Last week, we traveled with Cleanup Carl up to Julie Killian’s office in White Plains, NY to make sure everybody in Westchester knew the Waltons and hedge funds are paying for her campaign ads.
We braved wind and rain, obdurate city officials (who seemed intent on preventing our protest), and a threatened counter-protest by Killan (spoiler: she never showed up).
But Cleanup Carl, punk rock guitarist Samoa, and two dozen voters in hazmat suits did! Waving signs saying “hedge fund cash makes Killian toxic,” and “Represent Westchester families, not billionaire donors,” we held a protest on Killian’s office’s front porch in downtown White Plains.
We were joined by an inspiring coalition of activists representing a wide array of Westchester residents. Activists from Indivisible Westchester, the New York State Nurses Association, NY State United Teachers, the Teamsters, and more pulled on hazmat suits. Speaker after speaker called out the corrupting cash and dangerous ideologies that are backing Killian – and why that makes her a toxic candidate.
Anthony Nicodemo, a public school teacher and basketball coach, laid out the transactional relationship between campaign money and policy. “Why in the world, are the Waltons, from Arkansas, donating so much money to this campaign. It’s very simple: they expect something in return. Nobody from Arkansas is going to give millions of dollars to someone in Westchester without looking for something in return.”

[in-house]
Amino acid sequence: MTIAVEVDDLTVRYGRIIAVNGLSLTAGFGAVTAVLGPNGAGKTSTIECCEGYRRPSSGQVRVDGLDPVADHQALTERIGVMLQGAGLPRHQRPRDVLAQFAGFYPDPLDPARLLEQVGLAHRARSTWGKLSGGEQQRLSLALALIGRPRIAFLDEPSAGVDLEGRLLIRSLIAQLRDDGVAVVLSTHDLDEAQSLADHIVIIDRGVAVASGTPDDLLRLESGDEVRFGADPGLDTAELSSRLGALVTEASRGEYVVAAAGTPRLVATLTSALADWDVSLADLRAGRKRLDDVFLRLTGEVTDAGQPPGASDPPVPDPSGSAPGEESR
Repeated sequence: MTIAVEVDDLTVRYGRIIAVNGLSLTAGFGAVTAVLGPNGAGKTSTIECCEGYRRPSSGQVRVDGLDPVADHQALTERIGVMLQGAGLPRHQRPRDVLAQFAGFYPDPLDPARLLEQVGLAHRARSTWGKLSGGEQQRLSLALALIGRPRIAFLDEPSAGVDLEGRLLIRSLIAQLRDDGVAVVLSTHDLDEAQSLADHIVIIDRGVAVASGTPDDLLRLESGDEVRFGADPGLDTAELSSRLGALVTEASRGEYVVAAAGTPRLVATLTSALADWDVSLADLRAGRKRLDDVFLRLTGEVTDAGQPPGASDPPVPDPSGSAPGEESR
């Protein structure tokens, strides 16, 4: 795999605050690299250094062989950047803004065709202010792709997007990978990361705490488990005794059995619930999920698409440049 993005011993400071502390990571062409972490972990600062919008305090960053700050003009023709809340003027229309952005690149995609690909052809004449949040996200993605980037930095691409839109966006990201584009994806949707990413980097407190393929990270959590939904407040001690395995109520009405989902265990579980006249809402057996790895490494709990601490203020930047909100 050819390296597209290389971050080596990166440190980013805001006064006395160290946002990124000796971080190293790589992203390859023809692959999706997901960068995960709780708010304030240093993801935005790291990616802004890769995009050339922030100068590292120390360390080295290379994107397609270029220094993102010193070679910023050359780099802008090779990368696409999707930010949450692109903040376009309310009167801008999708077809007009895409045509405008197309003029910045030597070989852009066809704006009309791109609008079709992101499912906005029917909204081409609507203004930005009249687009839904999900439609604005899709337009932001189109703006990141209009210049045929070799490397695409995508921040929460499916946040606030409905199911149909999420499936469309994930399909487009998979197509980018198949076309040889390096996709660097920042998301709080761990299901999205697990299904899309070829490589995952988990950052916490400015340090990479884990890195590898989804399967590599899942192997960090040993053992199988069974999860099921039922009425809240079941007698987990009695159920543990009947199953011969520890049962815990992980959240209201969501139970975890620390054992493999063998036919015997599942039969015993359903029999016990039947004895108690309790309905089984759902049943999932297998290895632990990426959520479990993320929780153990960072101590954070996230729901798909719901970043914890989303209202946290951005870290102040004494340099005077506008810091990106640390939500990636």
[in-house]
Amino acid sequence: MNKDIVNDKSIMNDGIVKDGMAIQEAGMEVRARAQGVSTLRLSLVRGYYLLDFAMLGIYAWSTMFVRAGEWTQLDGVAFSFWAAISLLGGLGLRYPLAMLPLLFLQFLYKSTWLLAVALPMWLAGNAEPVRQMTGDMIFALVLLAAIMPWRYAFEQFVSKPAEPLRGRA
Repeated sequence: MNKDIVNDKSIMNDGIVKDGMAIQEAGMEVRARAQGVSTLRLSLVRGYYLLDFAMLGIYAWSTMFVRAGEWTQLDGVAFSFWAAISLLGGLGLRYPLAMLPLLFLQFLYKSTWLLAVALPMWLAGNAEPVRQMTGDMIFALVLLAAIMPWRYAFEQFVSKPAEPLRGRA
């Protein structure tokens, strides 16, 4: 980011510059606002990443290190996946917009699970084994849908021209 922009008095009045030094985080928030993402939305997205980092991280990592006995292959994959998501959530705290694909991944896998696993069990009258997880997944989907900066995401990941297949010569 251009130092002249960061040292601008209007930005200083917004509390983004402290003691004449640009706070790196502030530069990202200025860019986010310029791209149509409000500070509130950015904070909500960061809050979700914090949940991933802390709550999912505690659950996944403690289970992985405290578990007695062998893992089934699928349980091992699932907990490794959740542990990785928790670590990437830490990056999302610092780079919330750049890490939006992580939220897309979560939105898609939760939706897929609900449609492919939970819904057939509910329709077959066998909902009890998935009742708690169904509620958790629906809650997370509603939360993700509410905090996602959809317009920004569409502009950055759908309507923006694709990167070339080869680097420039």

Bruce, a retired teacher and Indivisible Westchester activist explained how campaign cash from bad groups translates into policy agendas at odds with the beliefs of constitutents – using charter schools as an example.
“I’m a retired teacher in New York – where 90 something percent of the people send their kids to public schools – yet the Republican party continues to take money from charter school lobbyists, lobbyists intent on killing public schools! We don’t want that in Westchester county”
Mary Fitzgerald of the New York State Nurses Association condemned Julie Killian for “sitting there getting dark money from hedge funds” and allowing her millionaire backers to run “smear tactic campaigns and horrible radio ads.”
Finally, Charles Khan from the Strong Economy for All Coalition laid out the statewide stakes of this election. With ongoing crises of poverty, healthcare, and housing in New York, Westchester families “need someone who represents those who have the most to lose.” Is Julie Killian that person, Khan asked? The crowd roared its disapproval.
“If you want to see where her priorities lie, all you have to do is follow the money. She’s representing billionaire school privatizers. She’s representing real estate developers – she’s representing billionaires that don’t even live in their NY – they don’t even live here.”
We made a huge stir, drawing two local news teams and some positive (for us, negative for Killian) news coverage.
Hedge funds may have the money, but we’re winning the fight.
As Thursday’s protest showed, there’s huge enthusiasm in Westchester for electing representatives that aren’t contaminated by billionaire campaign cash.
Today, Westchester residents have a choice: They could elect Killian and choose a candidate who will keep Albany contaminated by big donors’ toxic cash and working for billionaires.
But, if they don’t, New Yorkers can start to break the cycle of big money politics in Albany and bring New York closer to being a real democracy that works for us all.
Voters, the choice is yours: Billionaire money or corruption cleanup. Are you with us?